…makes an attack which doesn’t include you. Make a melee basic attack against the enemy, if adjacent to you. If you hit, you do an extra +6 damage. The marked enemy takes a -3 penalty on attacks against anyone except you. Combat Challenge (fighter), Potent Challenge (feat), Daunting Challenge (feat)
You attack with…
…an opportunity attack. +2 on the attack roll. If you hit, the target’s movement ends. You push the target 1 square, whether you hit or miss. Combat Superiority (fighter), Knock-Back Swing (feat)
You miss with…
…your hammer. You do 6 points of damage. Hammer Rhythm (feat)
…an opportunity attack. You push the target 1 square and do 6 points of damage. Knockback Swing (feat), Hammer Rhythm (feat)
You successfully hit with…

…a melee attack.

You can use the Encounter power on your Giantkind Gloves. You can use the Daily power of your Belt of Giant Strength. Giantkind Gloves (item), Belt of Giant Strength (item)

…a 19 or 20.

You score a critical hit. You do +5d6 damage. You make a saving throw against one effect that a save can end, with a +5 bonus. You can use the Daily power of your Legendary Craghammer. You can use the Encounter power of your Citrine Solitaire. Bludgeon Mastery (feat), Legendary Craghammer (item), Amulet of Double Fortune (item), Citrine Solitaire (item)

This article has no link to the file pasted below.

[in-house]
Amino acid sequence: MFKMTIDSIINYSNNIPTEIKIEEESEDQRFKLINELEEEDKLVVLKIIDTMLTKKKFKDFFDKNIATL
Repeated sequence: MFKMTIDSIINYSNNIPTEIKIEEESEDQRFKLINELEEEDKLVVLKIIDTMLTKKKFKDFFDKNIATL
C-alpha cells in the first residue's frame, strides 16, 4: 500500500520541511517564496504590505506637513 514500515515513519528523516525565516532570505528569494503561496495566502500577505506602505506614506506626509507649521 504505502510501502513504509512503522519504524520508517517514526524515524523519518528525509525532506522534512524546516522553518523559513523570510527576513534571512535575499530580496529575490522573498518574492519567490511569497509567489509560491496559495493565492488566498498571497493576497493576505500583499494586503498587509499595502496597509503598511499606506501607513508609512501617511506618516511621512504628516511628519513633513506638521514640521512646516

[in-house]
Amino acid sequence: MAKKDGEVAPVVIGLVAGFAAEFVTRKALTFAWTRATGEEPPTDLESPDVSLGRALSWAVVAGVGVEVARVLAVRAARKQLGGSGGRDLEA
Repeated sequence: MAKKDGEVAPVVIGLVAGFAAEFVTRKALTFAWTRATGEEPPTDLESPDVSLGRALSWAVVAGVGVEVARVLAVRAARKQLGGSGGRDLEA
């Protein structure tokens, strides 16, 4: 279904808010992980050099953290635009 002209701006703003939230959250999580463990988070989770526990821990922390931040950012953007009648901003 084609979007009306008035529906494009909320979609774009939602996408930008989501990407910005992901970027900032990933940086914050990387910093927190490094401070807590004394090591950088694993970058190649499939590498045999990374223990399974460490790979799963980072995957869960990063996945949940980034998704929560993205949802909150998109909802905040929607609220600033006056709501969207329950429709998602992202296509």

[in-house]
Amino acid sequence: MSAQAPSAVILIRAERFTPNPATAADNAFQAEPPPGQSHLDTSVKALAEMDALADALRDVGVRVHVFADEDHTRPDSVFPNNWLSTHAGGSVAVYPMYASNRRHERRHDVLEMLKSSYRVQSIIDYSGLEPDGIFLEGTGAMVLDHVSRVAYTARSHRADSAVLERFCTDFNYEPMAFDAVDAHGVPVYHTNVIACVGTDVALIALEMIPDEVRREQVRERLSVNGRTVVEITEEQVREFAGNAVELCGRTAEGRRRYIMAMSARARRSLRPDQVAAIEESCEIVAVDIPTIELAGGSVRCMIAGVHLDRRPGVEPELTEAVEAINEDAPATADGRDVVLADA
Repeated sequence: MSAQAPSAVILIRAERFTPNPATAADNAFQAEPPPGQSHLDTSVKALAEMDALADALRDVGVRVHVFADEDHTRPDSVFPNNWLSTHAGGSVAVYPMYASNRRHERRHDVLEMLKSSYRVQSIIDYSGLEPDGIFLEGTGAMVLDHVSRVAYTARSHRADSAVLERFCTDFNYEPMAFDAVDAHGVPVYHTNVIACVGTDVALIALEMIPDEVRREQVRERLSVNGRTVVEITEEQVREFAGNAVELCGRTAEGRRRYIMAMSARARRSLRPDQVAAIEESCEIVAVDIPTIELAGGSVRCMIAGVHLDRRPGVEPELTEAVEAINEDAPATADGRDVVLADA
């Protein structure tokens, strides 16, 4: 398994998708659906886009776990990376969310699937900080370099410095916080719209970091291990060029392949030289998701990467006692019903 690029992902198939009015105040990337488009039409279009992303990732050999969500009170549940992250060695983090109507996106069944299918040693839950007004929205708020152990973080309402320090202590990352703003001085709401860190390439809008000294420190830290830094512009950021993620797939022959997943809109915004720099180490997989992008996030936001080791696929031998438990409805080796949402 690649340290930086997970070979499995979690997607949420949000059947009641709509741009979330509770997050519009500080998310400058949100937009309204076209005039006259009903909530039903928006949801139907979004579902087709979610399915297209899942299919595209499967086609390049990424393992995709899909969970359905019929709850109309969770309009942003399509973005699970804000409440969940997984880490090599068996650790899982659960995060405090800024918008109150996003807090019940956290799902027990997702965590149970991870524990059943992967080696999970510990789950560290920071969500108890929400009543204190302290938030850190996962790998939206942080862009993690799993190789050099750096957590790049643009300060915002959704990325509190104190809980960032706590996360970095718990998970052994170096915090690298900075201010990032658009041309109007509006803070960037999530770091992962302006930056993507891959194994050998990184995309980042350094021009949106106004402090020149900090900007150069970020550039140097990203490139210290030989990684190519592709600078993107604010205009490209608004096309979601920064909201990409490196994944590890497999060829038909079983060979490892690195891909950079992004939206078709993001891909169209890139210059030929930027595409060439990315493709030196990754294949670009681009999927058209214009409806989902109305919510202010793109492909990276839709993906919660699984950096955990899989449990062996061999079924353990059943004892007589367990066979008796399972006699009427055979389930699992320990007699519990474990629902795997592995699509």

…an attack granted by Combat Challenge.

You do an extra +6 damage. Potent Challenge (feat)
…an attack that pushes or knocks the target prone. The target takes 6 damage. Trample the Fallen (Iron Vanguard)
…an attack that drops your foe to 0 hp. You regain 6 hp. Enduring Warrior (Iron Vanguard)
…an attack that adds a condition a save can end. Your enemy takes -2 on the saving throw. Thunder Hammer (feat)
You spend an action point…
…to take an extra action You gain +4 to your defenses until the start of your next turn. You regain the use of an Encounter power you have already expended. Ferocious Reaction (Iron Vanguard), Martial Mastery (feat)
An ally…
…is adjacent to you. The ally gets +1 on Armor Class. Phalanx Warrior (feat)
…rolls initiative, within 5 squares of you. The ally gets +2 item bonus on initiative checks. Helm of Battle (item)